The cover features 2003 it-gal Paris Hilton and the tag line trumps her "newfound purity." What, was Courtney Love's "newfound sanity" deemed too Rolling Stone? Elsewhere there's a promise that "Gwyneth will want to dress like you" (or is that a threat?), a nonsensical tease about what's "inside Jude's pants," and an out-of-nowhere blurb for free portable home gyms. The overall effect: Huh?
Worse, the mag's mix of frank talk and humor has lost its zip. What was once entertaining and witty now comes across as trite and belabored. Even founding guru Jane Pratt's "Diary" column, which used to boast more zingers per column inch than the combined editorial of every other gal mag, now includes whinging along the lines of "have you noticed that it's the trashiest cars with big dents in them that have the loudest alarms?" Andy Rooney, watch your back. What's next, a Larry King-ish declaration about Don Johnson's prodigious acting ability? Pratt notes that she is merely aping Sassy's astoundingly irritating "Working Our Nerves" column, but does that make it any better?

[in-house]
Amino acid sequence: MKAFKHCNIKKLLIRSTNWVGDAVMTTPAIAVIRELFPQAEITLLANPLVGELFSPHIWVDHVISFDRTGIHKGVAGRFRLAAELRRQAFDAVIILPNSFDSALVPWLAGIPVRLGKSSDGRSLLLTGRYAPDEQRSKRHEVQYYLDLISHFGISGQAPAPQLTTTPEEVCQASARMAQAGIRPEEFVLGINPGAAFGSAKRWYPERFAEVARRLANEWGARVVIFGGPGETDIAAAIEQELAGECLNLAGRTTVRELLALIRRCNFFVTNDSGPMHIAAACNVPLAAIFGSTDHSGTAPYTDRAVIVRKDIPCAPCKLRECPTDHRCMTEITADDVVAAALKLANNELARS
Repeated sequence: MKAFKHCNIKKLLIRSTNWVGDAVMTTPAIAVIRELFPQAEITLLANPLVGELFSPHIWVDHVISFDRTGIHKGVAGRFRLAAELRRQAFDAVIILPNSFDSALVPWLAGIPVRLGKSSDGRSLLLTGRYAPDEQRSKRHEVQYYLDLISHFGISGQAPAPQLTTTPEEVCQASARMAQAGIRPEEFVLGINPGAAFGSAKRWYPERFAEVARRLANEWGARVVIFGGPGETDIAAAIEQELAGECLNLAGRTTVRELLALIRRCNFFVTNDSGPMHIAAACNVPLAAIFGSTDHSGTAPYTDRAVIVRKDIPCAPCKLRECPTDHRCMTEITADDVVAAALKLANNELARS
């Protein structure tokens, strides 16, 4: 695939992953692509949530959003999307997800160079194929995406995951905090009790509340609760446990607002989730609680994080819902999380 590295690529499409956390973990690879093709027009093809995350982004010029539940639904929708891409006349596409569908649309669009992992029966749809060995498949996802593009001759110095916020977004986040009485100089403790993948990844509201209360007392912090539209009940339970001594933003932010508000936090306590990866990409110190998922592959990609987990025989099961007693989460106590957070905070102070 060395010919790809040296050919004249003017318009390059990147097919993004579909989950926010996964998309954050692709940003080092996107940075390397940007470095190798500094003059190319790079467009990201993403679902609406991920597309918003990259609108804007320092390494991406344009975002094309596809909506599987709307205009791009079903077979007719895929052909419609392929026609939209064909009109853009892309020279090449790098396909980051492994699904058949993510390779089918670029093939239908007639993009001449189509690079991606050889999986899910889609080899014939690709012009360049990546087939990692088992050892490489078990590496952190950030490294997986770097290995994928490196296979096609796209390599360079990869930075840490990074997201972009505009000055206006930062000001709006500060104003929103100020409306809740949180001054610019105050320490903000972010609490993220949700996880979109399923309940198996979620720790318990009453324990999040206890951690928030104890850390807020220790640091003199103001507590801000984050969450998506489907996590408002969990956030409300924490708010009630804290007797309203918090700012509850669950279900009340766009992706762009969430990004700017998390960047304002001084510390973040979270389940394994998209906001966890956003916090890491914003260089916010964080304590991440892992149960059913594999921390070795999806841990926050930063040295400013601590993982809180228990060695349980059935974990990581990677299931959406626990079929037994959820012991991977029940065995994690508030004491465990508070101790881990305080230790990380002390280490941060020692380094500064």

Similarly disappointing is the "Dish" section. Formerly a repository of wit and whimsy, the section now traffics in stories that have been written hundreds of times before (celebs getting shwag) and pranks that lack the nuance of those featured on goofball morning radio shows (a "concerned mother" calling up a TV station to complain that her 22-year-old daughter is hearing words like "darn" and "shoot" - wow, outrageous!).
Then there's the Q&A with current Mr. Gwen Stefani and former Bush frontman Gavin Rossdale, during which Jeff (Jane writers affirm their solidarity with readers by addressing them personally using only first names, you see) asks if the rocker has ever faked an orgasm. When you're recycling bits from 17-year-old Zucker/Abrahams/Zucker movies, in this case "The Naked Gun," you've got serious problems.
Even as the quality of Jane's content has plunged, it should be noted that the mag remains the genre's best from a graphic perspective. Its spreads are uniformly eye-catching, with smartly designed sidebars aplenty. Better still is the photography; a spread on lipstick feels like it was lifted from an elegant art film.
Sure, the mag occasionally adds dopey captions - a striking black-and-white shot of a rainy sidewalk is appended with "sadly, the hopscotch board got washed away" - but that does little to minimize the overall effect.
Maybe I'm the wrong person to judge Jane, what with being a dude and all. Still, it doesn't take someone in the mag's demographic crosshairs to notice that lethargy seems to have set in. This magazine once thrived owing to its cool-older-sister persona, yet the February issue suggests that this cool older sister hasn't found her way out of the bedroom above mom and dad's garage. You don't want somebody like that giving you advice, and you certainly don't want to go out of your way to avail yourself of her company.